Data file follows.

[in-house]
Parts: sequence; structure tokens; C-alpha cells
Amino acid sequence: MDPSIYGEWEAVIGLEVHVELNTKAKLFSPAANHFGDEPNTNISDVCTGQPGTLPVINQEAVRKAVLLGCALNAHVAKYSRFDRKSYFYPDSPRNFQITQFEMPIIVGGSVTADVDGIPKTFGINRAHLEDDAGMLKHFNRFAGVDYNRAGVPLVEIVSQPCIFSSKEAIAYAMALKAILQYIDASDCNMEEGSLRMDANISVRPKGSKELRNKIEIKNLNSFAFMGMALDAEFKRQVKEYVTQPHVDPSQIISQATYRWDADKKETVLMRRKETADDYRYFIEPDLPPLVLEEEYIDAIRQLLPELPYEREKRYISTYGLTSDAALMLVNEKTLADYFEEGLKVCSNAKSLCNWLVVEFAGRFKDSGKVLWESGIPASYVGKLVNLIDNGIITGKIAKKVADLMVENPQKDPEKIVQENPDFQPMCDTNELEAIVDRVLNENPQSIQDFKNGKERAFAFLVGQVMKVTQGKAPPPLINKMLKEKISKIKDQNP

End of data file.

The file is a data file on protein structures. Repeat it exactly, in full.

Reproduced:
[in-house]
Parts: sequence; structure tokens; C-alpha cells
Amino acid sequence: MDPSIYGEWEAVIGLEVHVELNTKAKLFSPAANHFGDEPNTNISDVCTGQPGTLPVINQEAVRKAVLLGCALNAHVAKYSRFDRKSYFYPDSPRNFQITQFEMPIIVGGSVTADVDGIPKTFGINRAHLEDDAGMLKHFNRFAGVDYNRAGVPLVEIVSQPCIFSSKEAIAYAMALKAILQYIDASDCNMEEGSLRMDANISVRPKGSKELRNKIEIKNLNSFAFMGMALDAEFKRQVKEYVTQPHVDPSQIISQATYRWDADKKETVLMRRKETADDYRYFIEPDLPPLVLEEEYIDAIRQLLPELPYEREKRYISTYGLTSDAALMLVNEKTLADYFEEGLKVCSNAKSLCNWLVVEFAGRFKDSGKVLWESGIPASYVGKLVNLIDNGIITGKIAKKVADLMVENPQKDPEKIVQENPDFQPMCDTNELEAIVDRVLNENPQSIQDFKNGKERAFAFLVGQVMKVTQGKAPPPLINKMLKEKISKIKDQNP